This time they’re arguing about a deck of cards, Crazy Eights, a Christmas gift, suddenly my granddaughter’s favorite Christmas gift, a deck now missing one 4, one 6, and two 9s. How did this happen?
“I left them right here, Mimi, on my bed in this closed box,’’ says Megan, “and he opened it and threw the cards all over the room, and now the deck is ruined.”
All 59 pounds of my 9-year-old granddaughter stomp down the hall and into the bathroom in tears.
Her 7-year-old brother stands still as wood trying to feign innocence but his big eyes cannot lie. “Why, Luke?” I ask, but it’s like asking the sky why it’s blue or a fish why it swims. “Please help me find the missing cards,” I say, shouting down the hall that the cards have not disappeared, that they are in the house and that they will be found.
And what do you know? Luke finds them and with a much-practiced apology presents them to his sister, who counts them and then returns them to the sacrosanct, once-again-closed box.
And blessed be God, for a few minutes peace reigns.
Until they start arguing again, this time about a long, blue silky ribbon, which wrapped up Megan’s birthday present. “Give it back, Luke!” she yells, the ribbon, I swear, a bigger hit than the pricey gift it adorned. She has clutched it, swirled it, and wrapped it around herself for days. It has been constantly attached to her. But now, he insists, he “found” it.
“You know it’s hers,” I reason.
“Yes, but . . . ” he says.
That’s what they say. That’s how children argue. “Yes, but.” “It’s not fair.” And “It’s my turn.”
“It’s not fair, Mimi. Luke got to choose the episode of ‘Sophia’ yesterday.”
“Yes, but Megan chose two before that!”
“Because you were somewhere playing, Luke. You weren’t even in the room.”
“You know it’s my turn, Megan. You know it is.”
Then they glare at each other.
You would think they were enemies. But the truth is, they are not.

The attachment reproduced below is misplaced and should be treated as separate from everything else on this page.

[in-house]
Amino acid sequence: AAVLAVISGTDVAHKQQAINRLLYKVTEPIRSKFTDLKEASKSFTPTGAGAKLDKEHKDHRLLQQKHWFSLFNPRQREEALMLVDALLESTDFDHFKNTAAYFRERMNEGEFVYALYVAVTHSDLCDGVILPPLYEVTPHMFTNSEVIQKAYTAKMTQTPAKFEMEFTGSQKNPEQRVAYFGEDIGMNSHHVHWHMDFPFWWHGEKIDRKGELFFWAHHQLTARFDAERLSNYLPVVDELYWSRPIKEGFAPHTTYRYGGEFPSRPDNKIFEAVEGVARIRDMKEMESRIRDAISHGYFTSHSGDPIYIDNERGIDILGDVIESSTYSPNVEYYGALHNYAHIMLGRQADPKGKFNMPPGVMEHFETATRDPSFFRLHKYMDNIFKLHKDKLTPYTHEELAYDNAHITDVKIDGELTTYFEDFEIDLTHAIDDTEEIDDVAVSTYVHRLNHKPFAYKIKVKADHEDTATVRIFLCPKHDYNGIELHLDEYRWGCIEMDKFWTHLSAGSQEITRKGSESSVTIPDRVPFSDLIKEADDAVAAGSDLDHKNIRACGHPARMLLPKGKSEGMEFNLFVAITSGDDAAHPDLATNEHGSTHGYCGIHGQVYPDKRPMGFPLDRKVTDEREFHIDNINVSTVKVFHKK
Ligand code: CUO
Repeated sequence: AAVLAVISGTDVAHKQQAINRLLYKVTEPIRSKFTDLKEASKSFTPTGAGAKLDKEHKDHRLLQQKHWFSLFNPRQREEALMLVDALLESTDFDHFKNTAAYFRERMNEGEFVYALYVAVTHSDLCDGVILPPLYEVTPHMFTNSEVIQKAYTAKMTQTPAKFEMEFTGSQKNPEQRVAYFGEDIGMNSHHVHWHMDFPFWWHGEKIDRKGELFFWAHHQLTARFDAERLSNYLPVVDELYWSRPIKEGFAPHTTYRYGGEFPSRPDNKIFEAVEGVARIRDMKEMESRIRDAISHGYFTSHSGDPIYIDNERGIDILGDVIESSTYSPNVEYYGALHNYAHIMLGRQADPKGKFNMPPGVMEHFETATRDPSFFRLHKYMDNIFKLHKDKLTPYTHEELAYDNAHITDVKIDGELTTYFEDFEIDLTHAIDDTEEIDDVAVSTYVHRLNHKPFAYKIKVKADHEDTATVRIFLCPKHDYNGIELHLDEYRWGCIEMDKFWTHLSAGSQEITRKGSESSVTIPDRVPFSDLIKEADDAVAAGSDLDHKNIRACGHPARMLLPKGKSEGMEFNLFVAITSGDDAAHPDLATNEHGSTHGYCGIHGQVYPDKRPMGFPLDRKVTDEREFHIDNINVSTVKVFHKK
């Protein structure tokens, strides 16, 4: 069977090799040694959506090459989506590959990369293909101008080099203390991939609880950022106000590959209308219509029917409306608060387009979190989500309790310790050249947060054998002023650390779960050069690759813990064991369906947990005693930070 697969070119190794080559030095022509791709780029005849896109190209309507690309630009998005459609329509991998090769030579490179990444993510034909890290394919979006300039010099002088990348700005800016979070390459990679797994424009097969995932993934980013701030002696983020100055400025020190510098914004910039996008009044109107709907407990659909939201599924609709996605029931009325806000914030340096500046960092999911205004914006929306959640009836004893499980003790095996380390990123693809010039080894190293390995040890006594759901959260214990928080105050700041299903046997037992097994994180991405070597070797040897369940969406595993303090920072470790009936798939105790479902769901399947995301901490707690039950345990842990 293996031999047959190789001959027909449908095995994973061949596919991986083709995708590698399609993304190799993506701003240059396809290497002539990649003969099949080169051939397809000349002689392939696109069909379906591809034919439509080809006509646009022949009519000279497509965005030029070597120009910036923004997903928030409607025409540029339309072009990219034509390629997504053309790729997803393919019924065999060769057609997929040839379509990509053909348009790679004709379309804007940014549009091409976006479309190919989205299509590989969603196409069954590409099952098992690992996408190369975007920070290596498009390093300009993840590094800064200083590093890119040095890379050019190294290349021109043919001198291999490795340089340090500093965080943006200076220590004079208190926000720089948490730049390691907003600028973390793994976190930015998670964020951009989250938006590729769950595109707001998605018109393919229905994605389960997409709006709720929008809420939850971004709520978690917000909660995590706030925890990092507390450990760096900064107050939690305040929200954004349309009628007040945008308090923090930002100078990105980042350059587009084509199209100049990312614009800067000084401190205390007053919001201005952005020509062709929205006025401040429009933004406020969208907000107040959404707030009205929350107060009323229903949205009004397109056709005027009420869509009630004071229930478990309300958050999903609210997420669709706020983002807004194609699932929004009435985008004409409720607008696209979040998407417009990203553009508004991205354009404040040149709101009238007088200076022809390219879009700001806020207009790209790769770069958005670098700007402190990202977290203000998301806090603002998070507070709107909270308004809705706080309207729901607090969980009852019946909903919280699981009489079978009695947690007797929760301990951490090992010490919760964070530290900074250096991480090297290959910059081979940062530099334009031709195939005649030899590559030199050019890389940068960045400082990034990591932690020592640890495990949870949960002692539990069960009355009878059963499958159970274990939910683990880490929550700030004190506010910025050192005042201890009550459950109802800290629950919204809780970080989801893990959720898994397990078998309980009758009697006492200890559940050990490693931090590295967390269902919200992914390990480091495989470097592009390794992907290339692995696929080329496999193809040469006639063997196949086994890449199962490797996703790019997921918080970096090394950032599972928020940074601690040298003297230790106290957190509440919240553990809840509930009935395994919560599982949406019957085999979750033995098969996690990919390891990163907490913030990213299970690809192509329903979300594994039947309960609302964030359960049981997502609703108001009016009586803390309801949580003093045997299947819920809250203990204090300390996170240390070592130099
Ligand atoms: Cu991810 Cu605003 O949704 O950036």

The first night they were here, two little kids away from home, at their grandparents’, yes, but not in their own beds with their parents right down the hall, they united. All at once, in a split second, all arguments were forgotten and there they were not combatants anymore but compatriots, looking out for one another.
I tucked them into their beds, in their room with their favorite stuffed animals, pressed repeat on the CD player so that John Denver would sing “Country Roads” over and over, which Luke likes, told them all the fun things we were going to do the next day, and kissed them good night.
Then Luke said, “I miss Daddy,” and began to cry.
And Megan, who had spent half the day annoyed with him, sat up and said instantly, “It’s OK, Luke. Come sleep in my bed. You’ll feel better.” And he crawled in and she put her arm around him and he closed his eyes. And that’s how they slept. And that’s how they have slept every night since.
Because that’s the way it is with kids. Opponents one moment. Allies the next. That’s the way it is with families, too. Fists clench in anger, but then arms open, and all is right again.
In the days immediately after Sept. 11, dark days, dark times, we knew that this nation is family, one nation, all of us standing arm in arm at vigils, in prayer, comforting each other, knowing that all of our differences combined could never add up to all that we have in common.
I listen to my grandchildren argue. And then I watch them sleep. And I wish for my country only this: That we remember what unites us, all we share, and who we were when we were frightened like children in the night.
One family. One nation. One.
Beverly Beckham’s column appears every two weeks. She can be reached at firstname.lastname@example.org.